Summerland Tour a rousing success at the Greek
On the surface it looks like nothing more than a collection of past-their-prime bands packaged for the road to potentially up their sales ante, but the Summerland Tour – which made its second stop Friday night at the Greek Theatre – is actually one of the most culturally significant tours of the summer.
To any aging grunge-rockers still obsessed with credibility, that’s a somewhat sickening suggestion, but it isn’t hyperbole. The kinda-all-star conflagration of Marcy Playground, Lit, Gin Blossoms, Sugar Ray and Everclear (two of which just put out new albums) is more or less the first ’90s nostalgia tour, although it narrowly beat out the launch of the similarly constructed Last Summer on Earth Tour (featuring Barenaked Ladies, Blues Traveler, Cracker and Big Head Todd & the Monsters) by a mere week. (That arrives at Gibson Amphitheatre on July 27.)
Both bills are a test of whether Gen-X’ers, like their parents before them, are ready to put aside any need for relevance in favor of a rush of remembrance from bands whose days of radio hits are behind them – whose minor cultural significance, that is, faded away with the end of the Clinton presidency.
The results at the Greek were resoundingly favorable. A surprise turnout (both Sugar Ray frontman Mark McGrath and Everclear’s Art Alexakis declared it a sell-out, though roughly 500 of the venue’s 6500 seats were blocked off and unsold) combined with spirited, not-sad-at-all sets from four of the five bands (more on that in a minute) made the night, well, fun – which was the whole point in the first place.
McGrath, especially, served as a fine brand ambassador. Along with Alexakis, they introduced each band and explained how they’d hatched the idea for the tour at Aroma Cafe not far from the venue, turning it into reality just months later. But there’s perhaps no one in rock who so unapologetically “feels” as ’90s as McGrath, with his spiky hair and fratboy-gone-punk look. He knows it, and buys into it: More than once he referred to this lineup as “the music we all love” and went so far as to call the hits by these bands “the most iconic of the decade.” (Maybe he hasn’t heard “Smells Like Teen Spirit”?)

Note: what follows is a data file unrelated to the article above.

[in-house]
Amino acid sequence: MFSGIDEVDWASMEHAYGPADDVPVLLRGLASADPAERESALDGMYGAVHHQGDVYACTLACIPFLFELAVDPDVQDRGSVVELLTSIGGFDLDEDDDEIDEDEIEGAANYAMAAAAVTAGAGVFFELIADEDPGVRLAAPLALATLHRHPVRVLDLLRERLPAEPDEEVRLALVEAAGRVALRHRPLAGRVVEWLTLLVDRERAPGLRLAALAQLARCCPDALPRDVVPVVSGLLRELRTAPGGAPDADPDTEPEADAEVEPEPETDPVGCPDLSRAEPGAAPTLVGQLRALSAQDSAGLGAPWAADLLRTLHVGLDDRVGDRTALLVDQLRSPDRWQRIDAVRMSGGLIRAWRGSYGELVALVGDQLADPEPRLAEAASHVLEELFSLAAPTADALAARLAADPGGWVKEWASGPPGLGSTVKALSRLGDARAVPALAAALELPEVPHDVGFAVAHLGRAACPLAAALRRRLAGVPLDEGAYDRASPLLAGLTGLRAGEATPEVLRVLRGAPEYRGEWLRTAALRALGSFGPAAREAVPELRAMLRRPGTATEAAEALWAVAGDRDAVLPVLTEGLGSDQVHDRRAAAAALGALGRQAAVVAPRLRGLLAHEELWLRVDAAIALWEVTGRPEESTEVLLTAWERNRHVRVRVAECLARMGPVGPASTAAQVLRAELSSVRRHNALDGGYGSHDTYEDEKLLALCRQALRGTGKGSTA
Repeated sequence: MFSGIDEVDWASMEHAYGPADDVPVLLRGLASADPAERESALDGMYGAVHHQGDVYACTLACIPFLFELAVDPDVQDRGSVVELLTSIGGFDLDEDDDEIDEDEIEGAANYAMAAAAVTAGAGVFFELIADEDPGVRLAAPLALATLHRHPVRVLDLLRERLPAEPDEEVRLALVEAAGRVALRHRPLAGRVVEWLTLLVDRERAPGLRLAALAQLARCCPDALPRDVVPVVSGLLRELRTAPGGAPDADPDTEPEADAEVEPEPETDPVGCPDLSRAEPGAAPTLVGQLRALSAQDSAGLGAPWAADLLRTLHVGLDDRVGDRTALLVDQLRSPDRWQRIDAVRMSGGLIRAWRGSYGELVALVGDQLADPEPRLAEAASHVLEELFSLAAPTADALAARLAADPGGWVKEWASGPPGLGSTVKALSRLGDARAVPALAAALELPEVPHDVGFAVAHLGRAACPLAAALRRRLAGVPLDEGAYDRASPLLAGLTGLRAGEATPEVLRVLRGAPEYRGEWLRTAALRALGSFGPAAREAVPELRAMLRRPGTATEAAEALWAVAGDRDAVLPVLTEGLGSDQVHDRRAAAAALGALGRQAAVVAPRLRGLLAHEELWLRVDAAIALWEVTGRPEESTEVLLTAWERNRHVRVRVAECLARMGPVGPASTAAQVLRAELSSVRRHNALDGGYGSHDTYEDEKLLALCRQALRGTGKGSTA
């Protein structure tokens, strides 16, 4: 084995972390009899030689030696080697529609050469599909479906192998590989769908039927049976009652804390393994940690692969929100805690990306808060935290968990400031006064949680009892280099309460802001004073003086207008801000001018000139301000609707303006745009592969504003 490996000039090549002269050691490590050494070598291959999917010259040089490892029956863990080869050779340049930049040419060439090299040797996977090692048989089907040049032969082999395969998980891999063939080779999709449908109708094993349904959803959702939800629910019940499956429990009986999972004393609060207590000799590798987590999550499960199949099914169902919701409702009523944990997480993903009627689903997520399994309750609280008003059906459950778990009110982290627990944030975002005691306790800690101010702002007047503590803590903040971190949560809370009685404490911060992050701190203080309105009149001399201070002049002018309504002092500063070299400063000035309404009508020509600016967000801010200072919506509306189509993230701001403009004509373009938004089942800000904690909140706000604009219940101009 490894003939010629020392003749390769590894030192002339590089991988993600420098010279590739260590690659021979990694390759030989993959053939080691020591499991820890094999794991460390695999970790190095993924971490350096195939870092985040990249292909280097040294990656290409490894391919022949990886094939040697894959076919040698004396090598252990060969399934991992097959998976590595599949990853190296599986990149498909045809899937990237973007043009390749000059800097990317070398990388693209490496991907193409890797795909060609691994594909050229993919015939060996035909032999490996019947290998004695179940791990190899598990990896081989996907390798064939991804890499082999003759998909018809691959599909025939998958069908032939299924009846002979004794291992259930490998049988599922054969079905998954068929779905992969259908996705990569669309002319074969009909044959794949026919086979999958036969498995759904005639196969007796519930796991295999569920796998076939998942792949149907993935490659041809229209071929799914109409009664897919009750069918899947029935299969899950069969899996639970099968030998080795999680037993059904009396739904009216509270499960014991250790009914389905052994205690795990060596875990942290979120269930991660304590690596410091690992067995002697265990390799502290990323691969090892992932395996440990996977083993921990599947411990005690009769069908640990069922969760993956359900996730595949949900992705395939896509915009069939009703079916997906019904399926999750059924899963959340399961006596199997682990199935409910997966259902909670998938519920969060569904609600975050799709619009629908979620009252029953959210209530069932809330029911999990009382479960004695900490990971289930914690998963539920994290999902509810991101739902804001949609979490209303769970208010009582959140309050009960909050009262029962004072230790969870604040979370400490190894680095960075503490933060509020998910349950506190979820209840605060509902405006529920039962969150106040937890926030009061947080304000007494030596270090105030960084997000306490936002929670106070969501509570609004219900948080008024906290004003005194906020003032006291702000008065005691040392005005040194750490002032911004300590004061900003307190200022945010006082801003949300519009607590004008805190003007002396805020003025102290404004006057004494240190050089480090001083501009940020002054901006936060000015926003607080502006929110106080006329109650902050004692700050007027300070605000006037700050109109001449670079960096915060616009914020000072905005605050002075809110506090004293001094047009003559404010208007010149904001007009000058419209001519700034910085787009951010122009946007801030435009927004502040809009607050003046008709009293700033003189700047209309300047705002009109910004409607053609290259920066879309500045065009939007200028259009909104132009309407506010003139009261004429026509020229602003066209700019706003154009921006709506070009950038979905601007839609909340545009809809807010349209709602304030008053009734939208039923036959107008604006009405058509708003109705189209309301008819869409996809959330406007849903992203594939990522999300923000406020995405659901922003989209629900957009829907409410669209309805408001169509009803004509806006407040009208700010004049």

His group’s co-headlining set – literally a 45-minute smattering of hits, starting with “Someday” (natch) and ending with the same-sounding “Fly” (double-natch) – was clearly the highlight, all of it performed against a backdrop of nostalgic nods, like the band’s name done up in double-stamped Cheap Trick logo fashion or placed in mock-ups of old KLOS bumper stickers.
If you’re wondering if Sugar Ray really had 45 minutes of hits, well, no, they didn’t – which is why they peppered in a decent cover of the Ramones’ “Blitzkrieg Bop” and a karaoke-off between two teenage boys who had to sing, respectively, Beastie Boys’ “(You Gotta) Fight for Your Right (To Party!)” and the Black Eyed Peas’ “I Gotta Feeling” – two non-’90s songs, but hey, if everyone’s singing along, who cares, right?
Unfortunately, Everclear might. Coming after that set plus surprisingly strong turns from Marcy Playground (whose tuneful pop, especially their one radio hit “Sex and Candy,” has aged well), Fullerton favorite Lit (whose Jäger-downing vocalist A.Jay Popoff is the destitute man’s Scott Weiland, and that’s a compliment) and the tambourine-obsessed Gin Blossoms (eight songs, seven hits, no complaints), Everclear started the night’s final set already frustrated with severe onstage sound problems.
Like the pro rockers they are, Alexakis and his players continued to soldier on, perhaps unfortunately, through “So Much for the Afterglow” and “Everything to Everyone” and “Father of Mine,” each song sounding looser, less rehearsed, sloppier. It may not have been entirely their fault: the frontman clearly was hoarse the whole evening and his game was thrown off. (He sounded great at a recent Viper Room show; this may well have been mitigating circumstances.) The disappointment on his face became palpable with each grunted vocal from the man McGrath had previously (and laughably) labeled “our generation’s Brian Wilson.”
That said, when it came down to it, this was all about the effort: For the night-closing “Santa Monica,” Alexakis had the audience chanting along, an empowering display of aging cathartic might.
He and McGrath spoke during mid-set banter about trying to do this tour with different bands next year. If their own groups take the summer off, may we suggest they enlist the Verve Pipe, Eve 6, Smash Mouth, the Goo Goo Dolls and Third Eye Blind?
In a way, it’s a sickening suggestion. It also would be totally awesome.